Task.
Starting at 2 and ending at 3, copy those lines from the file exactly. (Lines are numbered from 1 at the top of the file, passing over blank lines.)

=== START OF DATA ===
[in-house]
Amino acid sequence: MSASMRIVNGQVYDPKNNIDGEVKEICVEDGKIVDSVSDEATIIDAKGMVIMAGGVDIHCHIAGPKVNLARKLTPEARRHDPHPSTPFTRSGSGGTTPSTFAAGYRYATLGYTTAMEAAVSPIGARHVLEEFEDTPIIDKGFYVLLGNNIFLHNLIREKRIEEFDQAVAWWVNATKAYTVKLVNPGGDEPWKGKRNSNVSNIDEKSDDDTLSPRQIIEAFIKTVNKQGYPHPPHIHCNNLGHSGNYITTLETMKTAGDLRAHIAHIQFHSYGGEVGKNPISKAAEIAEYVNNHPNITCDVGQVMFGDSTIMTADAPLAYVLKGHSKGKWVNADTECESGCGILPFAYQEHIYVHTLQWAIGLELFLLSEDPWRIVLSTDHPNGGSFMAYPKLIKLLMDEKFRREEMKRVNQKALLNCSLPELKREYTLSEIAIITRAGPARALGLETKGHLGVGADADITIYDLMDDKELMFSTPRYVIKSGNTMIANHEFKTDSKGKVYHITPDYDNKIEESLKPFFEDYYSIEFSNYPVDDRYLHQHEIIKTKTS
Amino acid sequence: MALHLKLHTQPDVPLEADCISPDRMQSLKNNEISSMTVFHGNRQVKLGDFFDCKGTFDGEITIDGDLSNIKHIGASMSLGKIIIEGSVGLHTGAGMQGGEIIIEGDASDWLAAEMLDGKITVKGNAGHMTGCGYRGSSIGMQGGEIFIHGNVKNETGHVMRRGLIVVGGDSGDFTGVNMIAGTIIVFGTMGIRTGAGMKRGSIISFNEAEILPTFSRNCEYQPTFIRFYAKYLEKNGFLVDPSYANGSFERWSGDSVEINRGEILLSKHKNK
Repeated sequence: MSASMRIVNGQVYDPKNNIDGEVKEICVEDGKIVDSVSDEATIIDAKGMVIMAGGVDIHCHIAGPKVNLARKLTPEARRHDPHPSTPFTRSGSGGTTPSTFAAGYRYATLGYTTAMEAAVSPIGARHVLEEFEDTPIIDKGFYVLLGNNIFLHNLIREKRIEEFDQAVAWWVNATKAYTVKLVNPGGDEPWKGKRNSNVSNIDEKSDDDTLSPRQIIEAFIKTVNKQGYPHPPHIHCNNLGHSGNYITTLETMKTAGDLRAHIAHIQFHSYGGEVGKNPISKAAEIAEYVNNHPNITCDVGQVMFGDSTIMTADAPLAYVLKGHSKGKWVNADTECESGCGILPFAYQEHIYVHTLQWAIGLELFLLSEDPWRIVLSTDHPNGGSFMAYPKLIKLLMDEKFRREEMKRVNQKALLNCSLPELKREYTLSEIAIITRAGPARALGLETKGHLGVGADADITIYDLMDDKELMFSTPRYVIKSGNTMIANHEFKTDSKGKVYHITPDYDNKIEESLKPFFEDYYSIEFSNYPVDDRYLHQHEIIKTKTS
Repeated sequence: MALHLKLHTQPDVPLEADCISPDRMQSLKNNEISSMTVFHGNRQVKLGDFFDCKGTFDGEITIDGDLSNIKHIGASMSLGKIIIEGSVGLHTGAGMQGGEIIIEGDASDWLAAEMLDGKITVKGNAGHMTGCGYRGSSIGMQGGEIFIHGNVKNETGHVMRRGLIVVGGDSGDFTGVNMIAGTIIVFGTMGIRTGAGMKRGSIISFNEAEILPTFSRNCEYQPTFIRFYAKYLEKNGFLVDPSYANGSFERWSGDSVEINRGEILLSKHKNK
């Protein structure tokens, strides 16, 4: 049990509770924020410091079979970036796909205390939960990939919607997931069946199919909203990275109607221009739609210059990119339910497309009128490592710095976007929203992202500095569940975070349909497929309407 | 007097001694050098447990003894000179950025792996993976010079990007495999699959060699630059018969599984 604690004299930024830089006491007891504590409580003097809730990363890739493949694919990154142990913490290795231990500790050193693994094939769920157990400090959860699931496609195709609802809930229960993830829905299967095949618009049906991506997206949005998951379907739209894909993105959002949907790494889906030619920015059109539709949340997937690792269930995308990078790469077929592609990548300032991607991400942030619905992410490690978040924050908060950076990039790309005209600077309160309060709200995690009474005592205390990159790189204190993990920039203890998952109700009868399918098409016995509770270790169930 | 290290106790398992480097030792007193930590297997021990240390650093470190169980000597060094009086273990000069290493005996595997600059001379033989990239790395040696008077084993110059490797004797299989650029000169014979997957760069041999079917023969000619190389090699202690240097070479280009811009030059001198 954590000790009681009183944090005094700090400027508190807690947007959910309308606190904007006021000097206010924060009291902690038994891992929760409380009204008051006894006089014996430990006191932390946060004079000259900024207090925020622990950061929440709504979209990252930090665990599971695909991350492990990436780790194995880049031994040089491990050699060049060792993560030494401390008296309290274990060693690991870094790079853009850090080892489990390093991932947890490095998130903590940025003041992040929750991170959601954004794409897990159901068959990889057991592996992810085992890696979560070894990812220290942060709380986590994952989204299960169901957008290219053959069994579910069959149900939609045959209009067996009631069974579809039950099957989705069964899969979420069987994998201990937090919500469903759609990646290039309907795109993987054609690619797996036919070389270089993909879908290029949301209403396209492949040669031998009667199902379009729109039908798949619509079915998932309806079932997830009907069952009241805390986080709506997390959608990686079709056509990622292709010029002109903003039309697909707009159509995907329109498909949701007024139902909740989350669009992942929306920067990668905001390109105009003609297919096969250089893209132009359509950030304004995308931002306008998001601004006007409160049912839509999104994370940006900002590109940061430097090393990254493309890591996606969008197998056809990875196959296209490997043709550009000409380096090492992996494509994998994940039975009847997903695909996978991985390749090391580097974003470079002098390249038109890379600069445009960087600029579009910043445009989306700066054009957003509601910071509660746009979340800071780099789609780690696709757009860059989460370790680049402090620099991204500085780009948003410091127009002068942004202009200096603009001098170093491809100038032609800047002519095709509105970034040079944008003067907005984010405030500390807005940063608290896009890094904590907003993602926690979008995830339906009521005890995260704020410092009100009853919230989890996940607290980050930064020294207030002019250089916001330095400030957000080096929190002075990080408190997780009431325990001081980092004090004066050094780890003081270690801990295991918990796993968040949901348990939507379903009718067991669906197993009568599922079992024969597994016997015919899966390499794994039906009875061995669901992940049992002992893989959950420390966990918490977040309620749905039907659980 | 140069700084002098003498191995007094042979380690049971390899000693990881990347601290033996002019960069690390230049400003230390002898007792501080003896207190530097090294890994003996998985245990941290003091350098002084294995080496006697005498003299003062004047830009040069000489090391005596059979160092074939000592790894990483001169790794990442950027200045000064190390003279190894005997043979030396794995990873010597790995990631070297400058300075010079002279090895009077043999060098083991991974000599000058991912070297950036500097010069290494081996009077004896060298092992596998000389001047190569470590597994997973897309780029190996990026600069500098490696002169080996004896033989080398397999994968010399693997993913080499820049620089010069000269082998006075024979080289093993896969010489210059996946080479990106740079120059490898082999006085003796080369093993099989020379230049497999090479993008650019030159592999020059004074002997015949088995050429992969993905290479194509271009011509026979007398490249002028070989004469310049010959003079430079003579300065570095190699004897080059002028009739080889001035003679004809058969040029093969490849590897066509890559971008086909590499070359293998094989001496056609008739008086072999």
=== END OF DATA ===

Amino acid sequence: MSASMRIVNGQVYDPKNNIDGEVKEICVEDGKIVDSVSDEATIIDAKGMVIMAGGVDIHCHIAGPKVNLARKLTPEARRHDPHPSTPFTRSGSGGTTPSTFAAGYRYATLGYTTAMEAAVSPIGARHVLEEFEDTPIIDKGFYVLLGNNIFLHNLIREKRIEEFDQAVAWWVNATKAYTVKLVNPGGDEPWKGKRNSNVSNIDEKSDDDTLSPRQIIEAFIKTVNKQGYPHPPHIHCNNLGHSGNYITTLETMKTAGDLRAHIAHIQFHSYGGEVGKNPISKAAEIAEYVNNHPNITCDVGQVMFGDSTIMTADAPLAYVLKGHSKGKWVNADTECESGCGILPFAYQEHIYVHTLQWAIGLELFLLSEDPWRIVLSTDHPNGGSFMAYPKLIKLLMDEKFRREEMKRVNQKALLNCSLPELKREYTLSEIAIITRAGPARALGLETKGHLGVGADADITIYDLMDDKELMFSTPRYVIKSGNTMIANHEFKTDSKGKVYHITPDYDNKIEESLKPFFEDYYSIEFSNYPVDDRYLHQHEIIKTKTS
Amino acid sequence: MALHLKLHTQPDVPLEADCISPDRMQSLKNNEISSMTVFHGNRQVKLGDFFDCKGTFDGEITIDGDLSNIKHIGASMSLGKIIIEGSVGLHTGAGMQGGEIIIEGDASDWLAAEMLDGKITVKGNAGHMTGCGYRGSSIGMQGGEIFIHGNVKNETGHVMRRGLIVVGGDSGDFTGVNMIAGTIIVFGTMGIRTGAGMKRGSIISFNEAEILPTFSRNCEYQPTFIRFYAKYLEKNGFLVDPSYANGSFERWSGDSVEINRGEILLSKHKNK